A promotional campaign to honor U.S. service members at professional sports events has raised questions because of reports that the U.S. Department of Defense paid the sports leagues millions of taxpayer dollars to salute soldiers.
U.S. Sen. Jeff Flake, an Arizona Republican, said that many lawmakers were shocked to learn that the expensive promotional campaign was being funded by taxpayers. Fox News reported that Flake wrote to National Guard Chief Gen. Frank Grass and Defense Secretary Ash Carter, demanding to know the financial breakdown of the "Hometown Heroes" expenses.
NJ.com reported that federal contracts show $377,000 was spent between 2011 and 2014 for the program. The Defense Department paid $5.4 million to 14 NFL teams. Under similar contacts, the National Guard paid $5.3 million to 11 teams.
According to Flake, the spending was disingenuous and wasteful. "Those of us go to sporting events and see them honoring the heroes," Flake said, “Then to find out they're doing it because they're compensated for it, it leaves you underwhelmed.”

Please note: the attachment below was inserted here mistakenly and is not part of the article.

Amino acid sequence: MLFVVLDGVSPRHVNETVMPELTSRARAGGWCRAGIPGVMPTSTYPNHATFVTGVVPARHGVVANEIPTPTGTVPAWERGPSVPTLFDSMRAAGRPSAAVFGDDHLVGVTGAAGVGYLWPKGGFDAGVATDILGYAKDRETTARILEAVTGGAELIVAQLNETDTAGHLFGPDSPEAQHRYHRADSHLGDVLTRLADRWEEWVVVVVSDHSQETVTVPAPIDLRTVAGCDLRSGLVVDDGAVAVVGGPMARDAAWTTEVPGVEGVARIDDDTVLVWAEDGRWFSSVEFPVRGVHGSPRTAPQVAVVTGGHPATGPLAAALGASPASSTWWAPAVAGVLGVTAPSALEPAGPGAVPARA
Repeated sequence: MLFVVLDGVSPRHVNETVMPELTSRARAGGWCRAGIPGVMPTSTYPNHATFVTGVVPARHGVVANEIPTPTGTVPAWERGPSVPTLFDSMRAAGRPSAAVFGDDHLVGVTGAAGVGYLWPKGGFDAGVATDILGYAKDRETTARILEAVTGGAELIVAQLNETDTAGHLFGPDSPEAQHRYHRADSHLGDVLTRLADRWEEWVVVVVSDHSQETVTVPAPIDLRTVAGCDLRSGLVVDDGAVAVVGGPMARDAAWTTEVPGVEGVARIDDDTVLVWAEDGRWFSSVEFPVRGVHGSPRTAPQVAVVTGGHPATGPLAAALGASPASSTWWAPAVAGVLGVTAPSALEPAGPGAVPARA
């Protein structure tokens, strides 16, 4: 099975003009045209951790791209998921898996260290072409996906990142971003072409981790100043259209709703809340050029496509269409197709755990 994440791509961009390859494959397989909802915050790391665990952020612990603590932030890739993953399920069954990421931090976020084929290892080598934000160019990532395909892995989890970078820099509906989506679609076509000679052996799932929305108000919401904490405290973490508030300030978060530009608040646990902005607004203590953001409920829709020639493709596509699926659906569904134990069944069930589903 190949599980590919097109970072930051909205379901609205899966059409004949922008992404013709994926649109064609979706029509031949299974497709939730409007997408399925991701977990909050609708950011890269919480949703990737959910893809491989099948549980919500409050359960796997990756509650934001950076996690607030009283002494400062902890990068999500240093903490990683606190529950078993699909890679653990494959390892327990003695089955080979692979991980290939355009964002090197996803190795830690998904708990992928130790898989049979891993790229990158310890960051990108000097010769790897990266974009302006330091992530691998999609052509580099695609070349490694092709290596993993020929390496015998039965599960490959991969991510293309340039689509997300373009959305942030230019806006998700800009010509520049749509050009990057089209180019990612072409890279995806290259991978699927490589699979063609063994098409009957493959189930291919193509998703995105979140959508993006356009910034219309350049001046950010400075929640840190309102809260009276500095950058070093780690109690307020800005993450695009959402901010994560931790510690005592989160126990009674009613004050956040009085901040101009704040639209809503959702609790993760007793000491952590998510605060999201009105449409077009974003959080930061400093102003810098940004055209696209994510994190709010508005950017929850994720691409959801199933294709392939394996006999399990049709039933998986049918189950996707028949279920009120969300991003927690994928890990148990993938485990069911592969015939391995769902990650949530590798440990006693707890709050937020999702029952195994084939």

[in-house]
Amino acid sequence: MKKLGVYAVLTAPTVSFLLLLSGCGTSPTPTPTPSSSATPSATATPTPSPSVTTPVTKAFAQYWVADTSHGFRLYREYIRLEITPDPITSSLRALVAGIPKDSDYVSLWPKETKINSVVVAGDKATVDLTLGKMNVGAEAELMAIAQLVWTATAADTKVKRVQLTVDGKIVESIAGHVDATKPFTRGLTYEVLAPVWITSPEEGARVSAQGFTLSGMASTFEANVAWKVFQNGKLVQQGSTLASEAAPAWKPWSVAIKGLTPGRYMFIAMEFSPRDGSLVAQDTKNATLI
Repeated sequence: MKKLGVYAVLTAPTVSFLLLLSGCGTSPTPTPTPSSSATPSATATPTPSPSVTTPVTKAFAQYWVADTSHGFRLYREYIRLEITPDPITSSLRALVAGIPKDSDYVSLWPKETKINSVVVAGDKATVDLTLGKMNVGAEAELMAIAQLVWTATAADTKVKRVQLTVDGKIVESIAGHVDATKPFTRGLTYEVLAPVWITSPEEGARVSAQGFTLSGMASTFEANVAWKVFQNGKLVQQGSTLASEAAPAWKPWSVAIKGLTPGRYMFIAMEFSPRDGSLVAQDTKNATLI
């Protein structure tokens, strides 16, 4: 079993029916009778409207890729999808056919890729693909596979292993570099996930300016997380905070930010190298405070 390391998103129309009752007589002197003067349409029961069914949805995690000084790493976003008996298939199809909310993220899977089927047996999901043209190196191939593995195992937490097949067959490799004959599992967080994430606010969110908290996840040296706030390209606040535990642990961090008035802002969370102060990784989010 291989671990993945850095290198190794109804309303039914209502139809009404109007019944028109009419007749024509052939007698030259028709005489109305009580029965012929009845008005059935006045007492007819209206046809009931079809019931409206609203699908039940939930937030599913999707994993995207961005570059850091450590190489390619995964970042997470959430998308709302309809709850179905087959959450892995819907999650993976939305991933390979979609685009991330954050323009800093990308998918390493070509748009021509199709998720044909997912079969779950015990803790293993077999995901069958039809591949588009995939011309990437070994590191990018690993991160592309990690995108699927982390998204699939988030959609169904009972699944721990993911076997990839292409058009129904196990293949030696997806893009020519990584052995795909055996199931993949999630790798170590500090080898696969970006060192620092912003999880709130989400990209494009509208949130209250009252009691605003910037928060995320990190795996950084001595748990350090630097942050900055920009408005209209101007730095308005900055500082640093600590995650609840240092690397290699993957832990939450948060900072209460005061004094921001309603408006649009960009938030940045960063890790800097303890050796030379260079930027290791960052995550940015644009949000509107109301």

As a part of the agreement, a soldier is shown on a big video screen. The name of the soldier is announced and the crowd is asked to thank him or her for serving. The soldiers are given premium seats for the game. Flake said that reports of payment left a “bad taste in your mouth” because the public believed that teams were showing respect out of a sense of patriotism.
New York Jets spokesman Bruce Speight said the team was committed to its support for the U.S. armed forces, adding that the commitment was not related to the New Jersey National Guard's sponsorship. Speight also said that the team worked with the National Guard on advertising opportunities.
According to Flake, it is not the sports teams but the government that should be blamed. The salutes were supposed to be “feel-good moments,” he said, not drains on taxpayer dollars.
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